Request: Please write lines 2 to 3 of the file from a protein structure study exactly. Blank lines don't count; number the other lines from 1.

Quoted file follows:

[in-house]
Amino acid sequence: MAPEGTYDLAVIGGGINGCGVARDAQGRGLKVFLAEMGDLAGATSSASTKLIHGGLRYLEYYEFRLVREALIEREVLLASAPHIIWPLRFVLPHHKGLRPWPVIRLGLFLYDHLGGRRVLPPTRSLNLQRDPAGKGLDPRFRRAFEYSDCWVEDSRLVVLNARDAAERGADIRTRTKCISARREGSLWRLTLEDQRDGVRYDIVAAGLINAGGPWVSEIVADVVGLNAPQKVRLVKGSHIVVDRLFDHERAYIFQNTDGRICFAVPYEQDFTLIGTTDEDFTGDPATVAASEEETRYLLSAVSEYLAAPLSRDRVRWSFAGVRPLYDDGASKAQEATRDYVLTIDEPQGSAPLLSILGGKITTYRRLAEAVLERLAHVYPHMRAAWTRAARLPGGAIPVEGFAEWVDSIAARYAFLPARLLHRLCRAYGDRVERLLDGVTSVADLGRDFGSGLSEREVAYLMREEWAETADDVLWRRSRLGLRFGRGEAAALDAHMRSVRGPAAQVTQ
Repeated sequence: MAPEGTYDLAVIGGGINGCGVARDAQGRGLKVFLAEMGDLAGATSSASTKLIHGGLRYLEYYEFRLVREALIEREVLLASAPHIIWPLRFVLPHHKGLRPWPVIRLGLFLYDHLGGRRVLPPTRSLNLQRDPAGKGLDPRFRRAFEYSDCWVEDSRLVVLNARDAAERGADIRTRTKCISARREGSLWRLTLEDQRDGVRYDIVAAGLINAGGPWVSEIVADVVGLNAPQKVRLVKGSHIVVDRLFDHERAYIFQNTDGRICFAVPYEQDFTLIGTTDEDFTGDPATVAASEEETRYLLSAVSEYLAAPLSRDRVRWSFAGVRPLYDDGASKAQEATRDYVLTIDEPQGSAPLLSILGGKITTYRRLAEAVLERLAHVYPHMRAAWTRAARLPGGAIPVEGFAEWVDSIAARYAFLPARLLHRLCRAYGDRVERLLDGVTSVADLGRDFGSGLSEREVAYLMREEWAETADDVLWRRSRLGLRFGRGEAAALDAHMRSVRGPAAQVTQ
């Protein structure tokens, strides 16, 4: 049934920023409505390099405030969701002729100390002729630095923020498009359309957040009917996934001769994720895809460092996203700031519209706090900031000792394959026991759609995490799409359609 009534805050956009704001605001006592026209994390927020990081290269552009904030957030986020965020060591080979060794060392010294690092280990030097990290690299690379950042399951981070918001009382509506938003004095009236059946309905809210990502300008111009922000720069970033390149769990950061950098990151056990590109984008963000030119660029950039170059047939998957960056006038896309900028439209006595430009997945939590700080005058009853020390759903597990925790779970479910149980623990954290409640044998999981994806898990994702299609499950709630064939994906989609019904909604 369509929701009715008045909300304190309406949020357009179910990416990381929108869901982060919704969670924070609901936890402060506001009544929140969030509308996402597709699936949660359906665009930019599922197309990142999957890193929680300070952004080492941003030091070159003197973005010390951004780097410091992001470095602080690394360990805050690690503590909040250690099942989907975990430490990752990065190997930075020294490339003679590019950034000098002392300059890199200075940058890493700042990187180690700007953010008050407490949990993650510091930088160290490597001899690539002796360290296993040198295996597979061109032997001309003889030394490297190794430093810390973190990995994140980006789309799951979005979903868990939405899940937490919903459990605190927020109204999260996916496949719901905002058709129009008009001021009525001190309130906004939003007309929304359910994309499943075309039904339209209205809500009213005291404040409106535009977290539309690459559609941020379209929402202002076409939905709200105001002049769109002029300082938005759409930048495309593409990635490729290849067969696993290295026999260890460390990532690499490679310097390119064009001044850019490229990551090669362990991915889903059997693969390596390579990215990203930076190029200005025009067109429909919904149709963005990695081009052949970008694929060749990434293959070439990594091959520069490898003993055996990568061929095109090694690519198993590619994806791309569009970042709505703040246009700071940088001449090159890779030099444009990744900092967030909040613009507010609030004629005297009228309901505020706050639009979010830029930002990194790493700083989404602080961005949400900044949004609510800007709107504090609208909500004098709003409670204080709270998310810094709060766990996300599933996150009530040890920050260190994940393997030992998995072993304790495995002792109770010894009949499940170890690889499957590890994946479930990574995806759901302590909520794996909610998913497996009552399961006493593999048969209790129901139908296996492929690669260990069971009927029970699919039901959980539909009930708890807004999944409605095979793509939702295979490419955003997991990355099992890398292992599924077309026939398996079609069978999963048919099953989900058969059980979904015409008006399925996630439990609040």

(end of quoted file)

Amino acid sequence: MAPEGTYDLAVIGGGINGCGVARDAQGRGLKVFLAEMGDLAGATSSASTKLIHGGLRYLEYYEFRLVREALIEREVLLASAPHIIWPLRFVLPHHKGLRPWPVIRLGLFLYDHLGGRRVLPPTRSLNLQRDPAGKGLDPRFRRAFEYSDCWVEDSRLVVLNARDAAERGADIRTRTKCISARREGSLWRLTLEDQRDGVRYDIVAAGLINAGGPWVSEIVADVVGLNAPQKVRLVKGSHIVVDRLFDHERAYIFQNTDGRICFAVPYEQDFTLIGTTDEDFTGDPATVAASEEETRYLLSAVSEYLAAPLSRDRVRWSFAGVRPLYDDGASKAQEATRDYVLTIDEPQGSAPLLSILGGKITTYRRLAEAVLERLAHVYPHMRAAWTRAARLPGGAIPVEGFAEWVDSIAARYAFLPARLLHRLCRAYGDRVERLLDGVTSVADLGRDFGSGLSEREVAYLMREEWAETADDVLWRRSRLGLRFGRGEAAALDAHMRSVRGPAAQVTQ
Repeated sequence: MAPEGTYDLAVIGGGINGCGVARDAQGRGLKVFLAEMGDLAGATSSASTKLIHGGLRYLEYYEFRLVREALIEREVLLASAPHIIWPLRFVLPHHKGLRPWPVIRLGLFLYDHLGGRRVLPPTRSLNLQRDPAGKGLDPRFRRAFEYSDCWVEDSRLVVLNARDAAERGADIRTRTKCISARREGSLWRLTLEDQRDGVRYDIVAAGLINAGGPWVSEIVADVVGLNAPQKVRLVKGSHIVVDRLFDHERAYIFQNTDGRICFAVPYEQDFTLIGTTDEDFTGDPATVAASEEETRYLLSAVSEYLAAPLSRDRVRWSFAGVRPLYDDGASKAQEATRDYVLTIDEPQGSAPLLSILGGKITTYRRLAEAVLERLAHVYPHMRAAWTRAARLPGGAIPVEGFAEWVDSIAARYAFLPARLLHRLCRAYGDRVERLLDGVTSVADLGRDFGSGLSEREVAYLMREEWAETADDVLWRRSRLGLRFGRGEAAALDAHMRSVRGPAAQVTQ